Obesity and Pregnancy: Time to change the Conversation
On Sunday, the New York Times published Claire Putnam’s article Pregnant, Obese … and in Danger. Like most articles about obesity and pregnancy, it focuses on the increased risks and calls for care providers to have frank conversations with their patients about their weight. The reality of “health” and how plus size women are best supported, however, is much more nuanced. These conversations may very well have the opposite of the intended effect.
The framework of such conversations must be one of compassion and support, rather than fear and shame. Studies have proven that when people of size are shamed by their care provider, they are less likely to receive routine medical care and more likely to gain weight. I hear from plus size women nearly every day who have been told by care providers that their “vagina is too fat” to birth their baby or they need to have a c-section based only upon their BMI. Obese women do face increased risks in pregnancy and birth. They need to be informed of those risks in a straightforward manner, rather than being scared by exaggerated possibilities or subjected to additional risky medical interventions only because of their weight.
Articles like Putnam’s tend to be fear based and don’t share uplifting stories or positive research. For example, there was a study by Oxford University that found otherwise healthy women, did not have as increased risks associated with obesity as have been previously reported. “The chances of first-time mums of normal weight having medical interventions or complications during childbirth are greater than for ‘very obese’ but otherwise healthy women having a second or subsequent child.”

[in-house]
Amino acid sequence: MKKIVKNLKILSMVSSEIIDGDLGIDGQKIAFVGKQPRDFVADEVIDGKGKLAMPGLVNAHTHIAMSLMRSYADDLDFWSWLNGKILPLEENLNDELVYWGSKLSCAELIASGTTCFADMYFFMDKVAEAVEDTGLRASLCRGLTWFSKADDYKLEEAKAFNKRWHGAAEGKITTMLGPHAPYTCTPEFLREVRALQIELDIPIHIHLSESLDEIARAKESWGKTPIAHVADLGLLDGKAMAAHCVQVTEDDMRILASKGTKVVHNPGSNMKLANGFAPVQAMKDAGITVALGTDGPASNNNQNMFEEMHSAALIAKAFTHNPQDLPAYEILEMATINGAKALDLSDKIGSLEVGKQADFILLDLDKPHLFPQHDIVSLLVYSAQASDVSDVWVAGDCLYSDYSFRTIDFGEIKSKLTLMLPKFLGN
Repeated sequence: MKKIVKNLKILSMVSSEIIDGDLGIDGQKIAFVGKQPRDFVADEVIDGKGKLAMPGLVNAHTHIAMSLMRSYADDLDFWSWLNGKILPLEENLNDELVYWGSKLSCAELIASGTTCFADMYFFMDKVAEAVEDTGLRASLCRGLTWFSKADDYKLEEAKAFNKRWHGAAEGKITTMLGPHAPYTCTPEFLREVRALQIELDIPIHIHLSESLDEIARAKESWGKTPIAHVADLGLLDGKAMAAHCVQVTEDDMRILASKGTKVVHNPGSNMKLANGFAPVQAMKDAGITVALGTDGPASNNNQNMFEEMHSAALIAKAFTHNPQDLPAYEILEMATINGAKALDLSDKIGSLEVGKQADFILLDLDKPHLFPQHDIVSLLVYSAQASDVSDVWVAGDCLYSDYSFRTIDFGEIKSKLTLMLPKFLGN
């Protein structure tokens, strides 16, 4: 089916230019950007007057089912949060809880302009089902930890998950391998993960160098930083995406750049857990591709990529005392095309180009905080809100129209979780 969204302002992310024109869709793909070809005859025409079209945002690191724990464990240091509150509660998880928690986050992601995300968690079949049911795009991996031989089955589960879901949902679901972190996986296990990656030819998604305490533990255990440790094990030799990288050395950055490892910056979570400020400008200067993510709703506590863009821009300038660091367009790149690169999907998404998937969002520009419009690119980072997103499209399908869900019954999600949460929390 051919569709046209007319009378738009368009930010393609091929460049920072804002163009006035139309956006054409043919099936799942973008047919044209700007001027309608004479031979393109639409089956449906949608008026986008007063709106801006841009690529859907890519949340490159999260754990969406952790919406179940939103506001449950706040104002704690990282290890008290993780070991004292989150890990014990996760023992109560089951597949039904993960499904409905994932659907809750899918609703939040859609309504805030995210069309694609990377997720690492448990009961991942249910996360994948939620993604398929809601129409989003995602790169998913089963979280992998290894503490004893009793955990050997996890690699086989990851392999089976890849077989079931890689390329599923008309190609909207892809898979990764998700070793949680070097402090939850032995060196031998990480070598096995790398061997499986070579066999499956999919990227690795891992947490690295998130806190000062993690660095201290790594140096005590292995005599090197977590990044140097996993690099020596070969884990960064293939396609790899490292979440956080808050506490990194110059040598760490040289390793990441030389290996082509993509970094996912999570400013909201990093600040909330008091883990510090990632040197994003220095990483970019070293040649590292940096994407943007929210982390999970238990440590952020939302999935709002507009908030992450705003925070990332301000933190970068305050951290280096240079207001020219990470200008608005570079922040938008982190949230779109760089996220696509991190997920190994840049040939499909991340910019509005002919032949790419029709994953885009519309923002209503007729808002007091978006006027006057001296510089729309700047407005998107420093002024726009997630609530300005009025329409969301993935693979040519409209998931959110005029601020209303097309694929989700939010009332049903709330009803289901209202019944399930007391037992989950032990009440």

All pregnant women, regardless of size, can reduce their risks by being proactive with their nutrition, remaining physically active, managing stress and by paying attention to weight. “Health” cannot be reduced down to a BMI. Many plus size women are perfectly capable of healthy pregnancies, but you wouldn’t know that from what you see in the media or often hear in a typical prenatal consult. Focusing narrowly on a number on the scale misses the bigger picture of “health” and can sabotage the efforts of women at a time in their lives when they are more motivated than ever to make positive lifestyle changes to benefit their precious babies.
It’s time to change the conversation about obesity and pregnancy. Rather than only focusing on the risks and making people feel ashamed about their bodies, it’s time to start promoting positive information and resources to empower women to make healthy decisions. This includes not classifying women as high risk based only upon their BMI and thus limiting their options during childbirth.
We need to stop placing the blame for poor outcomes solely on obese women and start looking at the entire maternity care system. When healthcare providers are size friendly and practice evidence-based, compassionate care, patients are more likely to follow their advice. That can make all the difference.
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